Chasing Steel's Cajon Pass Railfan Map

In light of my recent attendance to Chasing Steel’s Cajon Pass Railfan Map (.PDF)a presentation given by Union Pacific’s Special Agent Mark Youngblood on the overall role of railroad police and, more specifically, the railroad right-of-ways through Cajon Pass,  which is within the San Bernardino National Forest, I have prepared a map of the pass that, hopefully, should shed some light on the access roads in the area that is open to the public.

The map is a mashup of various map sources showing topographical features, highways and local streets, railroad lines and location names, and the United States Forest Service roads throughout the area.  The USFS data came from their 2009 Motor Vehicle Use Map for the area.

The map is not meant to be a navigational tool, but rather a planning device to aid in route considerations and location accessibility.  Special Agent Youndblood recommends that railfans remain on the forest service roads only and those roads should be clearly marked with USFS signposts to indicate their use.  To view the most recent road/trail information visit these USFS SBNF web pages: 

I have also included the emergency numbers for the BNSF, Union Pacific, and Amtrak on the map.  I would recommend that you program those numbers into your cellphone so they are handy at a moments notice.  Please report any unsafe conditions you see, such as: shifted loads, dragging equipment, derailed wheels, trespassers, or suspicious persons or activities.

NOTE:  There is one forest road that is hard to see on the map and that road is 3N53.  This is due to the fact that it parallels the Union Pacific track south of Hiland.  It can be used to access most areas of the forest and can be easily reached off of Highway 138, the Pearblossom Highway.

Please contact me for any map corrections, concerns, or comments.  Happy hunting!

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Reader Comments (2)

The U.S. Forest Service does not agree with the railroad. They have monthly meetings with the railroad to go over their disagreements. The railroad likes to limit access which goes against the U. S. government(U.S. Forest Service) goal of access(re. Adventure Pass). In property law, a property owner, such as the railroad, can not cut off another property owner's right to cross over(on the dirt forest service roads) the property to get to his property. This area is an ongoing area of concern and CONFLICT. Obey the railroad security people(contract security services), but make a written incident report to the local U.S. Forest Service Supervisor's office. I once had a railroad policeman(not the rent a cop variety) threaten me with deadly force for no good reason. He was later transferred after my complaint to the Forest Service, who notified the head of the railroad police of SoCal. Apparently the head of the railroad police did not appreciate one of his employees causing problems with the Forest Service who can cause them big problems with the environmental laws(the railroad tracks cross over water ways and allegations can be made about pollution.) I think that the overreaching railroad cop's career was sidetracked. He also learned to have more respect for lawyers.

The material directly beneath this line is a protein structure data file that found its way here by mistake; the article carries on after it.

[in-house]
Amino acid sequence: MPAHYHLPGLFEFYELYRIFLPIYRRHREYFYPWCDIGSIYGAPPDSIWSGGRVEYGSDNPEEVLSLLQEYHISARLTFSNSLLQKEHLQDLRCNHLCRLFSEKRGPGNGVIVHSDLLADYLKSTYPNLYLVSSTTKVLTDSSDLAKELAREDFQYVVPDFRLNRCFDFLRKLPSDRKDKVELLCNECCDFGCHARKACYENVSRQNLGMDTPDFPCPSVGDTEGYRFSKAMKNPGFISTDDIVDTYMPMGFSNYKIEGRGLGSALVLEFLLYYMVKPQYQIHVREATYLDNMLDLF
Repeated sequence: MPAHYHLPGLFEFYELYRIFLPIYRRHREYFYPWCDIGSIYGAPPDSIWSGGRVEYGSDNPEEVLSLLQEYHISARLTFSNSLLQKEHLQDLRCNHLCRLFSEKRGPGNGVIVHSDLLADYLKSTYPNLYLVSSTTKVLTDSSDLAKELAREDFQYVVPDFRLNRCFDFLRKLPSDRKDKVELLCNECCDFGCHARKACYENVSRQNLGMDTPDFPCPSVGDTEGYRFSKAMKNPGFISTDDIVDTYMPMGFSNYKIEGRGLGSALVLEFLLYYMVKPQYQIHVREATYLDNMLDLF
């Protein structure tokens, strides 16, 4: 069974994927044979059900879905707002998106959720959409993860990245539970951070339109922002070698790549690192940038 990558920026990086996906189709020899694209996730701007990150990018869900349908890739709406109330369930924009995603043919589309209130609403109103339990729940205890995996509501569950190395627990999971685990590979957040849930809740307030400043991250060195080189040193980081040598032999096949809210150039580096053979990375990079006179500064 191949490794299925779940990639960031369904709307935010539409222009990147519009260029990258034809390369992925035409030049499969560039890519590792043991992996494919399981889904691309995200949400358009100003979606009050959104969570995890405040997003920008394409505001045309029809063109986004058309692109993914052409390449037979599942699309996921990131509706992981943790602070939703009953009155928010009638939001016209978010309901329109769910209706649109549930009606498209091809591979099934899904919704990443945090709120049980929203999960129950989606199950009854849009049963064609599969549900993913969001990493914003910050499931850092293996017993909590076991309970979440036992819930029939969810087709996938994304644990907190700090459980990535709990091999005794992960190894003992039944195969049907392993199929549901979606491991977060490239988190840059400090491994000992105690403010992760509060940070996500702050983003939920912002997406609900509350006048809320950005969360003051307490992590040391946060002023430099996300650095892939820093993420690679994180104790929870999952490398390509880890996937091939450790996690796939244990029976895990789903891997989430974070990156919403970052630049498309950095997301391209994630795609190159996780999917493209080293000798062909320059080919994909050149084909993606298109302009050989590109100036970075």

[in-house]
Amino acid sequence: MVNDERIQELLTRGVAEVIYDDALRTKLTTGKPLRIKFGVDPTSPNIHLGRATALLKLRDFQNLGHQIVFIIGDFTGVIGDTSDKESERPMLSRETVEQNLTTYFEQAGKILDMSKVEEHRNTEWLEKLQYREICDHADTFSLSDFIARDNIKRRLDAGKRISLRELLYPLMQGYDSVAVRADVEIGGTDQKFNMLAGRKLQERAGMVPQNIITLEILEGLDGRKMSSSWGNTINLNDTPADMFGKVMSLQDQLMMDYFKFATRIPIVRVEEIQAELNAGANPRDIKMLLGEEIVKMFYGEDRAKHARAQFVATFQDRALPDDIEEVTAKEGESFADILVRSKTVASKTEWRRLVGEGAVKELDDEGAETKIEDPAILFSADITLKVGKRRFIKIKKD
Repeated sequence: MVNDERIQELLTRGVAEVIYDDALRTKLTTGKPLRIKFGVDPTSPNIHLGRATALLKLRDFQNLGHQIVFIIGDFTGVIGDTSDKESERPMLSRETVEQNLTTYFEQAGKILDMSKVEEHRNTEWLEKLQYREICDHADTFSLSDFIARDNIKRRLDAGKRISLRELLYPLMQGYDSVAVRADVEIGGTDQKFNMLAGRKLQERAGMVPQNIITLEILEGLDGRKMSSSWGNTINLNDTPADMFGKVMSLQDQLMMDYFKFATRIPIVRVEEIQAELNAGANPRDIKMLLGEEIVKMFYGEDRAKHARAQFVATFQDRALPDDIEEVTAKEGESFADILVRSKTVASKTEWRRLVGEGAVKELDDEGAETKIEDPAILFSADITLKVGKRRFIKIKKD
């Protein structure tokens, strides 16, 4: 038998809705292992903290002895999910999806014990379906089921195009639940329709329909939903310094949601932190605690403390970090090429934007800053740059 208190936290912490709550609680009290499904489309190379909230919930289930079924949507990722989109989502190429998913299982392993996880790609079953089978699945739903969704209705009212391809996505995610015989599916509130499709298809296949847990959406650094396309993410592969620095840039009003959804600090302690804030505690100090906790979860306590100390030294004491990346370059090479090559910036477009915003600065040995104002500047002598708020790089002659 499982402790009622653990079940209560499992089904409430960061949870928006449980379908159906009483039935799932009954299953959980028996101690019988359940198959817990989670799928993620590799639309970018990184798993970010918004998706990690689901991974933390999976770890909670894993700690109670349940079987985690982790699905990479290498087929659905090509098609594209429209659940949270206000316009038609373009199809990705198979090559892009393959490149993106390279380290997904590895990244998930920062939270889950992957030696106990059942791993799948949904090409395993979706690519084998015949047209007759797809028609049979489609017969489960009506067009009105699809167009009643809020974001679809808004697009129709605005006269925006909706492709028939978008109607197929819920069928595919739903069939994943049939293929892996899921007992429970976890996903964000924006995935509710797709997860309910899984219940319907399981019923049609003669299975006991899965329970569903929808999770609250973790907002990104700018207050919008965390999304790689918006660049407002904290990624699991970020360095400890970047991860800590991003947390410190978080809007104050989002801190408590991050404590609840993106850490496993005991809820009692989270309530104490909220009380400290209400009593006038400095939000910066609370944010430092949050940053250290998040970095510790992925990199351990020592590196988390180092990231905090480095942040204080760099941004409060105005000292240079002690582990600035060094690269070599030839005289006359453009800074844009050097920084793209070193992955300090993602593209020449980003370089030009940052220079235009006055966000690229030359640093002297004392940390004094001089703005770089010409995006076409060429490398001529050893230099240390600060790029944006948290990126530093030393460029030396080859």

November 1, 2010 | Unregistered CommenterLawyer

The San Bernardino National Forest ranger stations have Motorized Vehicle Use Maps that shows that road 3N47 is open to the public. The BNSF rent a cop still barred me from using that Forest Service road that crossed through their land. I suggest that people get a copy and carry it with them.

USFS Motorized Vehicle Use Maps


November 1, 2010 | Unregistered CommenterLawyer

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